Black-and-white portrait photograph of Christie as a girl
Christie as a girl, date unknown

According to Christie, Clara believed she should not learn to read until she was eight; thanks to her curiosity, she was reading by age four.[10]:13 Her sister had been sent to a boarding school, but their mother insisted that Christie receive a home education. As a result, her parents and sister supervised her studies in reading, writing, and basic arithmetic, a subject she particularly enjoyed. They also taught her music, and she learned to play the piano and the mandolin.[2]:8,20–21

Christie was a voracious reader from an early age. Among her earliest memories were reading children's books by Mrs Molesworth and Edith Nesbit. When a little older, she moved on to the surreal verse of Edward Lear and Lewis Carroll.[2]:18–19 As an adolescent, she enjoyed works by Anthony Hope, Walter Scott, Charles Dickens, and Alexandre Dumas.[10]:111,136–137 In April 1901, aged 10, she wrote her first poem, "The Cowslip".[20]

By 1901, her father's health had deteriorated, because of what he believed were heart problems.[12]:33 Fred died in November 1901 from pneumonia and chronic kidney disease.[21] Christie later said that her father's death when she was eleven marked the end of her childhood.[2]:32–33

The family's financial situation had by this time worsened. Madge married the year after their father's death and moved to Cheadle, Cheshire; Monty was overseas, serving in a British regiment.[12]:43,49 Christie now lived alone at Ashfield with her mother. In 1902, she began attending Miss Guyer's Girls' School in Torquay but found it difficult to adjust to the disciplined atmosphere.[10]:139 In 1905, her mother sent her to Paris, where she was educated in a series of pensionnats (boarding schools), focusing on voice training and piano playing. Deciding she lacked the temperament and talent, she gave up her goal of performing professionally as a concert pianist or an opera singer.[12]:59–61

Early literary attempts, marriage, literary success: 1907–1926[edit]

After completing her education, Christie returned to England to find her mother ailing. They decided to spend the northern winter of 1907–1908 in the warm climate of Egypt, which was then a regular tourist destination for wealthy Britons.[10]:155–157 They stayed for three months at the Gezirah Palace Hotel in Cairo. Christie attended many dances and other social functions; she particularly enjoyed watching amateur polo matches. While they visited some ancient Egyptian monuments such as the Great Pyramid of Giza, she did not exhibit the great interest in archaeology and Egyptology that developed in her later years.[2]:40–41 Returning to Britain, she continued her social activities, writing and performing in amateur theatricals. She also helped put on a play called The Blue Beard of Unhappiness with female friends.[2]:45–47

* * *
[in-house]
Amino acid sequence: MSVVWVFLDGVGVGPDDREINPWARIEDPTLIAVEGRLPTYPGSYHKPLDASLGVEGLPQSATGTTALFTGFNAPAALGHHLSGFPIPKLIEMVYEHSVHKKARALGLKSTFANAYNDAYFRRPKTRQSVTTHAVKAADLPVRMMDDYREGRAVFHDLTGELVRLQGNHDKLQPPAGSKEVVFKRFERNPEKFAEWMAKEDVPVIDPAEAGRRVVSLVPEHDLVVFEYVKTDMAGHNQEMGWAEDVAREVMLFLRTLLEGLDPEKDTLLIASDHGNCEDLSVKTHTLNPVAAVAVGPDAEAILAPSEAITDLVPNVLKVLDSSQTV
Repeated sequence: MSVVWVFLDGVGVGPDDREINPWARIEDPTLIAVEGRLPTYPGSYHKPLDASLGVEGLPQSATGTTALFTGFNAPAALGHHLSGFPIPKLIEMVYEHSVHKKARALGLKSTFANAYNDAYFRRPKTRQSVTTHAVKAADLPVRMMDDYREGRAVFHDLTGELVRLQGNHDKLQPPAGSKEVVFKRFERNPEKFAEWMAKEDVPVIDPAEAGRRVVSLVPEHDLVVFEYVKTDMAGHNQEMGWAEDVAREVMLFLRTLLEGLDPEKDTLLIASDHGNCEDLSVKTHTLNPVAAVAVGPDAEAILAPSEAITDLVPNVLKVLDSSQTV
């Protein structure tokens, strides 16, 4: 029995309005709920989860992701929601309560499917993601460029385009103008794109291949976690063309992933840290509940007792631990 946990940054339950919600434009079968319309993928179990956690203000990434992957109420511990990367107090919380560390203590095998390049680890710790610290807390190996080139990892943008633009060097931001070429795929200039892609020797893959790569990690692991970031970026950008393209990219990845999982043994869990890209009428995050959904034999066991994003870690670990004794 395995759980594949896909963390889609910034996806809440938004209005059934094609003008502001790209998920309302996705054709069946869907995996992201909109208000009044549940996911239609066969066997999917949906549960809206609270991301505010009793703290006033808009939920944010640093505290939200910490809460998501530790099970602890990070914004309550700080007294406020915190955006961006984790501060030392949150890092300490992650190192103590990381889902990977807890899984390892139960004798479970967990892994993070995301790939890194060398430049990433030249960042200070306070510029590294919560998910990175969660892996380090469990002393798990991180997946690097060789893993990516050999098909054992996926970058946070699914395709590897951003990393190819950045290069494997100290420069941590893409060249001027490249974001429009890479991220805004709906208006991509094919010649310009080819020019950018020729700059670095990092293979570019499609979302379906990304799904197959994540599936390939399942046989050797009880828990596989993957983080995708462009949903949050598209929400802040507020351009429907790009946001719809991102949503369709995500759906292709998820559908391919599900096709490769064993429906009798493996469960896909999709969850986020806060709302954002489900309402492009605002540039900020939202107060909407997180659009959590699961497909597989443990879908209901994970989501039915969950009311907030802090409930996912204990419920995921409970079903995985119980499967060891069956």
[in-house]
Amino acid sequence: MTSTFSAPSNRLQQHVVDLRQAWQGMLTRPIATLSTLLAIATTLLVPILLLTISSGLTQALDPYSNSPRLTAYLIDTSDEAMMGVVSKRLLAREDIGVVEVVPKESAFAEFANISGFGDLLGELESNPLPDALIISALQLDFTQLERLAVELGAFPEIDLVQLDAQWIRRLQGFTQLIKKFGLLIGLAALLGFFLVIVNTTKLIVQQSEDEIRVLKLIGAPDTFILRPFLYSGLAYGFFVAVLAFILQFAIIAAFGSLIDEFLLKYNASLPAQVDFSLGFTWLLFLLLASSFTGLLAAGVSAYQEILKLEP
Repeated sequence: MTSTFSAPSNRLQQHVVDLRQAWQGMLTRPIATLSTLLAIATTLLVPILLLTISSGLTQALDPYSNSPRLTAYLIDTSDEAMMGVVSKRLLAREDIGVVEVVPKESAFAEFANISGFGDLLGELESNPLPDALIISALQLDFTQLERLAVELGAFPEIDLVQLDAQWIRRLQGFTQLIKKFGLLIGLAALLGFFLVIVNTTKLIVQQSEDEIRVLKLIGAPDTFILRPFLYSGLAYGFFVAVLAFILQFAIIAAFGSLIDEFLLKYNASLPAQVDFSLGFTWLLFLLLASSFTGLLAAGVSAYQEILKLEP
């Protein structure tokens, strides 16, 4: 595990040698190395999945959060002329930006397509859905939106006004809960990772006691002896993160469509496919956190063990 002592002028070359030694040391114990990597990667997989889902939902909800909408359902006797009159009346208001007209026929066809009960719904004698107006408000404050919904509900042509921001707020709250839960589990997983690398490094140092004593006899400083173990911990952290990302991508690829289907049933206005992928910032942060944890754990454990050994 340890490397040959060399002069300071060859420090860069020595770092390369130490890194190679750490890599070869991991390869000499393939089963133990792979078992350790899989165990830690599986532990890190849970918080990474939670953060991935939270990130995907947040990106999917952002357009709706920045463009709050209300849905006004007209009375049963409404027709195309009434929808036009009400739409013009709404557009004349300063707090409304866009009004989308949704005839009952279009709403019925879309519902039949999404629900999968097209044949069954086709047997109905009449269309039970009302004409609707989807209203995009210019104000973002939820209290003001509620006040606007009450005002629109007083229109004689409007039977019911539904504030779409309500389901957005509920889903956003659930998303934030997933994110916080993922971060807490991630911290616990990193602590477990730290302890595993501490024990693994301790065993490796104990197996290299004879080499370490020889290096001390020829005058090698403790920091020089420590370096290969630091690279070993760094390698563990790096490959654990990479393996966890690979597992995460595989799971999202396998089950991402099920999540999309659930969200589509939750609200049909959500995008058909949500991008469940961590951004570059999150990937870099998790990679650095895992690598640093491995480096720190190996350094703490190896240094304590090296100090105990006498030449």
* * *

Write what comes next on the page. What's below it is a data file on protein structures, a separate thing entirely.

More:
At eighteen, Christie wrote her first short story, "The House of Beauty", while recovering in bed from an illness. It consisted of about 6,000 words on "madness and dreams", a subject of fascination for her. Her biographer, Janet Morgan, has commented that, despite "infelicities of style", the story was "compelling".[2]:48–49 (The story became an early version of her story "The House of Dreams".)[22] Other stories followed, most of them illustrating her interest in spiritualism and the paranormal. These included "The Call of Wings" and "The Little Lonely God". Magazines rejected all her early submissions, made under pseudonyms (including Mac Miller, Nathaniel Miller, and Sydney West); some submissions were later revised and published under her real name, often with new titles.[2]:49–50

Around the same time, Christie began work on her first novel, Snow Upon the Desert. Writing under the pseudonym Monosyllaba, she set the book in Cairo and drew upon her recent experiences there. She was disappointed when the six publishers she contacted declined the work.[2]:50–51[23] Clara suggested that her daughter ask for advice from the successful novelist Eden Phillpotts, a family friend and neighbour, who responded to her enquiry, encouraged her writing, and sent her an introduction to his own literary agent, Hughes Massie, who also rejected Snow Upon the Desert but suggested a second novel.[2]:51–52

Meanwhile, Christie's social activities expanded, with country house parties, riding, hunting, dances, and roller skating.[10]:165–166 She had short-lived relationships with four men and an engagement to another.[12]:64–67 In October 1912, she was introduced to Archibald "Archie" Christie at a dance given by Lord and Lady Clifford at Ugbrooke, about 12 miles (19 kilometres) from Torquay. The son of a barrister in the Indian Civil Service, Archie was an army officer who was seconded to the Royal Flying Corps in April 1913. The couple quickly fell in love. Three months after their first meeting, Archie proposed marriage, and Agatha accepted.[2]:54–63

With the outbreak of the First World War in August 1914, Archie was sent to France to fight. They married on Christmas Eve 1914 at Emmanuel Church, Clifton, Bristol, close to the home of his mother and stepfather, while Archie was on home leave.[24][25] Rising through the ranks, he was posted back to Britain in September 1918 as a colonel in the Air Ministry. Christie involved herself in the war effort as a member of the Voluntary Aid Detachment of the Red Cross. From October 1914 to May 1915, then from June 1916 to September 1918, she worked 3,400 hours in the Town Hall Red Cross Hospital, Torquay, first as a nurse (unpaid) then as a dispenser at £16 (approximately equivalent to £900 in 2019) a year from 1917) after qualifying as an apothecaries' assistant.[2]:69[26] Her war service ended in September 1918 when Archie was reassigned to London, and they rented a flat in St. John's Wood.[2]:73–74